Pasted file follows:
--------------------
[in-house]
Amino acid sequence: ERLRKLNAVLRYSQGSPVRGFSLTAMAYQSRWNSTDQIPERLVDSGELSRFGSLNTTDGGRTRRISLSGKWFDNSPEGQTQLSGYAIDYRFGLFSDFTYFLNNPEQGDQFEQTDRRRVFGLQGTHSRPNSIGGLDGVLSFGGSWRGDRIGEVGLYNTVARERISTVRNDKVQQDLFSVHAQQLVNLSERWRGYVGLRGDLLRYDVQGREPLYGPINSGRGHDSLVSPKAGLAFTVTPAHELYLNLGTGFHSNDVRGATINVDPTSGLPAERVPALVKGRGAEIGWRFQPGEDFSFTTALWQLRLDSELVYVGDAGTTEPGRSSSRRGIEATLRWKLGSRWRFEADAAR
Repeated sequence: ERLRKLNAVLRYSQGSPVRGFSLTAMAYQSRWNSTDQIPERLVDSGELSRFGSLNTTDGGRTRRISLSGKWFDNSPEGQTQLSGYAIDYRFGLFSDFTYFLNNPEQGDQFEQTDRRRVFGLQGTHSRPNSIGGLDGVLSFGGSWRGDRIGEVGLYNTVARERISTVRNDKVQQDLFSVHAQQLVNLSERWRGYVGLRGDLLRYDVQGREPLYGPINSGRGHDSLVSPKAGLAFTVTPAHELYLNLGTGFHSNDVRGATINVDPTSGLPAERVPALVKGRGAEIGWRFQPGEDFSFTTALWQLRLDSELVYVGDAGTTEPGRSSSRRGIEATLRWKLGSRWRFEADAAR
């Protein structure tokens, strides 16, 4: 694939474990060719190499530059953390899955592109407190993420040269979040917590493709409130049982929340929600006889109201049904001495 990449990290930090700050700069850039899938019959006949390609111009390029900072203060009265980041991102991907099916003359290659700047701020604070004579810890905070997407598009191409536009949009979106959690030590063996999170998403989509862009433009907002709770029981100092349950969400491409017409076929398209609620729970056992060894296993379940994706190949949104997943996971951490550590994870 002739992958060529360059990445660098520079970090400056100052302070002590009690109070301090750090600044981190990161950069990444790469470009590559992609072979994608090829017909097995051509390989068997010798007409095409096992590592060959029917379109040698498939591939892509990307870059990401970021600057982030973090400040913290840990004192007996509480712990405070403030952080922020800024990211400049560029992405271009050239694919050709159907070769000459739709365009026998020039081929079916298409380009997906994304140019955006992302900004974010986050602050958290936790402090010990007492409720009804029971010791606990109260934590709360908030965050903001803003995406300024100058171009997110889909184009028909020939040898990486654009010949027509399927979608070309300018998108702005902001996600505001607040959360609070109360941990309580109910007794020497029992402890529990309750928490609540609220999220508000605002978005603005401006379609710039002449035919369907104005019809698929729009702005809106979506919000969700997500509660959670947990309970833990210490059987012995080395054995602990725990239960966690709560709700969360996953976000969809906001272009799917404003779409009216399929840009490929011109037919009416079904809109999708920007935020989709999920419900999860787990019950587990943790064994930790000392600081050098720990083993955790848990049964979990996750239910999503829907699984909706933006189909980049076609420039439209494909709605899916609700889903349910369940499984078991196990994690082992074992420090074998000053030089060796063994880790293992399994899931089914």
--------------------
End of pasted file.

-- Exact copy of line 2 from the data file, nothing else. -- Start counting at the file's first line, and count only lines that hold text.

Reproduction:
Amino acid sequence: ERLRKLNAVLRYSQGSPVRGFSLTAMAYQSRWNSTDQIPERLVDSGELSRFGSLNTTDGGRTRRISLSGKWFDNSPEGQTQLSGYAIDYRFGLFSDFTYFLNNPEQGDQFEQTDRRRVFGLQGTHSRPNSIGGLDGVLSFGGSWRGDRIGEVGLYNTVARERISTVRNDKVQQDLFSVHAQQLVNLSERWRGYVGLRGDLLRYDVQGREPLYGPINSGRGHDSLVSPKAGLAFTVTPAHELYLNLGTGFHSNDVRGATINVDPTSGLPAERVPALVKGRGAEIGWRFQPGEDFSFTTALWQLRLDSELVYVGDAGTTEPGRSSSRRGIEATLRWKLGSRWRFEADAAR